The Crown Princess, owned and operated by Princess Cruises, steams by the ruins of the Treadwell Mine’s salt water Pump House and toward Juneau’s downtown harbor in this September 2015 photo. (Michael Penn | Juneau Empire File)

The Crown Princess, owned and operated by Princess Cruises, steams by the ruins of the Treadwell Mine’s salt water Pump House and toward Juneau’s downtown harbor in this September 2015 photo. (Michael Penn | Juneau Empire File)

Cruise ship complaint numbers for this year may surprise you

Violations and complaint figures are different last year

Complaints about cruise ship emissions and violations are both on track for year-over-year decreases, according to numbers from the Alaska Department of Environmental Conservation.

As of Thursday, there had been 46 air complaints from communities throughout the state shared with the DEC, which is down from the 83 that had been received through Aug. 8 last year, said Laura Achee, public information officer for the DEC, in an email. That’s about a 45 percent decrease.

Last year, a record 152 complaints were received, according to the annual Cruise Ship Air Compliance Report. In 2017, there were 71 complaints, none in 2016, four in 2015 and 23 in 2014.

The decrease in complaints from last year jibes with what Juneau Assembly member Michelle Bonnet Hale is seeing, but the tourist season didn’t start off in a promising way.

[Small town, big ships: More cruise ships headed to Hoonah]

At a June Assembly meeting, Hale suggested sending a letter to the president of Norwegian Cruise Line Holding regarding visible pollution. She said things seem to have turned a corner in the ensuing months.

“I think the cruise ships have been doing remarkably well this summer,” Hale said. “For the most part, I think they really recognized that last year was a problem. I’m impressed with what we’re seeing. I think they heard Juneau.”

Kirby Day, coordinator for Tourism Best Management Practices and port manager for Holland America Group, said in an email that TBMP has also seen a decrease in complaint calls. Through the end of July, its hotline received two emissions-related calls compared to six last year.

John Binkley, president of Cruise Lines International Association Alaska, said in an email that reduced emissions complaints and violations are the result of hard work.

“We are pleased to see the positive results both with regulatory and public observations,” Binkley said. “To address some unique challenges in Juneau, our members committed to reduce time holding in the harbor on multiple engines and have implemented a fuel management program prior to entering the harbor. These initiatives are part of the industry’s commitment to sustainable operations.”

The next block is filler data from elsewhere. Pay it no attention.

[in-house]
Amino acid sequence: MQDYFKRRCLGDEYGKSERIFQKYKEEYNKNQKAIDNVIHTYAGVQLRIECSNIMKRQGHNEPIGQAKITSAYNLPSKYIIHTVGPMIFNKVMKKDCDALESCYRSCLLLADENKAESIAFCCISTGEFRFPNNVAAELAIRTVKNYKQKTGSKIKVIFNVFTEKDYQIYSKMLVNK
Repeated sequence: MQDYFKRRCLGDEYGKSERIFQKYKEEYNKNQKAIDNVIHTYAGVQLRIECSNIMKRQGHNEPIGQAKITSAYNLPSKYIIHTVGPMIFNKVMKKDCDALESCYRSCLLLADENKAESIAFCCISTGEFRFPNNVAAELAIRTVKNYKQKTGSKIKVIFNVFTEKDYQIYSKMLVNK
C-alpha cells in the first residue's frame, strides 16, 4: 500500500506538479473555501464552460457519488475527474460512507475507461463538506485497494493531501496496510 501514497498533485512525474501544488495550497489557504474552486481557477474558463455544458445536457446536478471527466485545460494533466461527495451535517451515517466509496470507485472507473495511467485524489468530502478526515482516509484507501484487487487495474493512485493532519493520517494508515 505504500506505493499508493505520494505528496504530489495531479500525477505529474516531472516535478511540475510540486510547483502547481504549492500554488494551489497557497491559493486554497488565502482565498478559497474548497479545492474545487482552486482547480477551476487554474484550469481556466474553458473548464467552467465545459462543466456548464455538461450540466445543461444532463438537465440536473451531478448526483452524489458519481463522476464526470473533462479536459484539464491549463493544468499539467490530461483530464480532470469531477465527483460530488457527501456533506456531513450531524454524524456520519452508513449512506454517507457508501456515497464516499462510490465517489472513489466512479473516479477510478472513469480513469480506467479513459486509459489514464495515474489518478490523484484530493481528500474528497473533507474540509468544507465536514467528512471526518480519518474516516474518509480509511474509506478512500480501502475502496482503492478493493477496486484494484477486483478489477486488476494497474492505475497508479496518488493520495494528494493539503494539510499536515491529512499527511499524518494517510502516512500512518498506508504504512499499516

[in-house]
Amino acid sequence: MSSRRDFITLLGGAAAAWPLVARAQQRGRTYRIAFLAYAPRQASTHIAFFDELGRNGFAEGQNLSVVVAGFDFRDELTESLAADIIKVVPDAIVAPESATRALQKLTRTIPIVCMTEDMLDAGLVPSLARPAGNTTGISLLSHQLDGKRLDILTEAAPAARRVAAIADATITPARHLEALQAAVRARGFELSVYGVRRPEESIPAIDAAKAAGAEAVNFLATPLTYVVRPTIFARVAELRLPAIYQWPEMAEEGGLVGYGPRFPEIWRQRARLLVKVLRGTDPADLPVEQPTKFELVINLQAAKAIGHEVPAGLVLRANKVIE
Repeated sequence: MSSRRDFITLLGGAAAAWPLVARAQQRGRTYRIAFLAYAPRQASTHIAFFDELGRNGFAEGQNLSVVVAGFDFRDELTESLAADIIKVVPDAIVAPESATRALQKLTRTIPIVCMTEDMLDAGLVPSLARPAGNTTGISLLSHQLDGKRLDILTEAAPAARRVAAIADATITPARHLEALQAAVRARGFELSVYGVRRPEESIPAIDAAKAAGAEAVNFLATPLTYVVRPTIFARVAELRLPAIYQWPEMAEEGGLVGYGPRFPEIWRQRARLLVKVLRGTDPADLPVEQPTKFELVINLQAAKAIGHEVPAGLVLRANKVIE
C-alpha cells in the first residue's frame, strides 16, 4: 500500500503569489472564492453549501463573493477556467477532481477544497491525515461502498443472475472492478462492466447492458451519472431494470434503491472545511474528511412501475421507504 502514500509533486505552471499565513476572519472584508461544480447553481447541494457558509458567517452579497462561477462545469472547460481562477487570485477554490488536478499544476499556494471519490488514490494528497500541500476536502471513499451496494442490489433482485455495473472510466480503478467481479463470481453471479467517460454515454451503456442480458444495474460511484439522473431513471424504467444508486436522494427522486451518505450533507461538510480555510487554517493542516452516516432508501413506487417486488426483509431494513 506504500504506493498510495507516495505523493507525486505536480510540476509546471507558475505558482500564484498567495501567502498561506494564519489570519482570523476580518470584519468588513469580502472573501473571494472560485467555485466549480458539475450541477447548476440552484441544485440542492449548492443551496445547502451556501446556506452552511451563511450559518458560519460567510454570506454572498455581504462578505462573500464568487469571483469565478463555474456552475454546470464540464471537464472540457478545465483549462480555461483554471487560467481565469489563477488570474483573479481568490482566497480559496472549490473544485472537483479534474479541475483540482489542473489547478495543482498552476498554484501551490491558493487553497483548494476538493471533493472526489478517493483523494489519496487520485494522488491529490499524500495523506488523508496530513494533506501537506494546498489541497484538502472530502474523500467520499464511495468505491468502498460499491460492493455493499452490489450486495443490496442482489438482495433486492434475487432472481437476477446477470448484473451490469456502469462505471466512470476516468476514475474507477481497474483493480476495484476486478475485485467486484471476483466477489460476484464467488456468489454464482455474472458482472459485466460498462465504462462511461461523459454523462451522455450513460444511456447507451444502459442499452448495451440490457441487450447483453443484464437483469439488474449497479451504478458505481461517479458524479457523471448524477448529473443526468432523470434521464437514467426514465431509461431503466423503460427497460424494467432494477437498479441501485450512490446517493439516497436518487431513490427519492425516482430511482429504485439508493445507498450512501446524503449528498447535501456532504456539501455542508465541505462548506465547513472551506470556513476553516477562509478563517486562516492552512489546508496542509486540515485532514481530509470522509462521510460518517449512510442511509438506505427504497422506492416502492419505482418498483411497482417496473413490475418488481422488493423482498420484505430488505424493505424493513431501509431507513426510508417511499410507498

Violations seem to be down, too, according to notices of violations issued this cruise ship season. So far, there have been three notices of violation issued, which is down from seven as of Aug. 8 last year, Achee said.

Last year, nine notices of violation were issued.

So far this season, The Norwegian Joy was issued a notice of violation on June 7, for an occurrence on May 21 in Juneau. The Oceania Regatta was issued a notice July 15 for a June 1 occurrence in Sitka and the Royal Princess was issued a notice on July 15 for a May 29 occurrence in Skagway.

Achee said every violation was air emission-related.

The three individual ships involved in violation were not among the ones penalized last year. However, some of the cruise lines were repeat violators and have been in the news for reasons related to environmental concerns.

Both Norwegian Cruise Line Holding and Princess Cruise Line were penalized last year, according to the annual Cruise Ship Air Compliance Report.

[Juneau to have first ambient air study in over a decade]

Princess Cruise Lines and its parent company, Carnival Cruise Lines, pleaded guilty to violations this year and were ordered to pay a $20 million penalty, according to the United States Department of Justice. That penalty was related to illegal dumping and other environmental violations.

Two notices of violation were issued after Aug. 8 last year, and Achee said additional violations from earlier this year are under investigation. The DEC would not release information about possible violations or enforcement action until a notice has been issued.

Fewer complaints and violations are not tied to fewer air-quality tests. So far, DEC and its contractors are on pace to produce about the same number of opacity readings in 2019 as in 2018, Achee said.

Monitors at cruise docks throughout the state measure emissions coming from a ship’s exhaust stack with a visual test of opacity. If emissions are see-through, they’re likely clean; if they’re opaque, they may contain pollution.

Research shows that 20 percent opaque emissions could contain particulates harmful to humans or the environment, according to a collaborative study prepared for the Environmental Protection Agency.

This year, there have been 132 opacity readings conducted by contractors in Juneau, 127 in Ketchikan and 49 at other Alaska ports. The DEC has conducted one reading in Juneau, four in Ketchikan and 33 in other ports.

That adds up to 346 readings. Last year, 480 readings were performed, according to the annual Cruise Ship Air Compliance Report.

“The number of port visits have not decreased compared to 2018,” Day said. “Through June 30 of 2019, there were 213 large ship visits compared to 211 over the same period in 2018. The ships have put in place fuel and engine management programs to better monitor and minimize visible emissions. Overall, we welcome these efforts to improve.”


• Contact reporter Ben Hohenstatt at (907)523-2243 or bhohenstatt@juneauempire.com. Follow him on Twitter at @BenHohenstatt.


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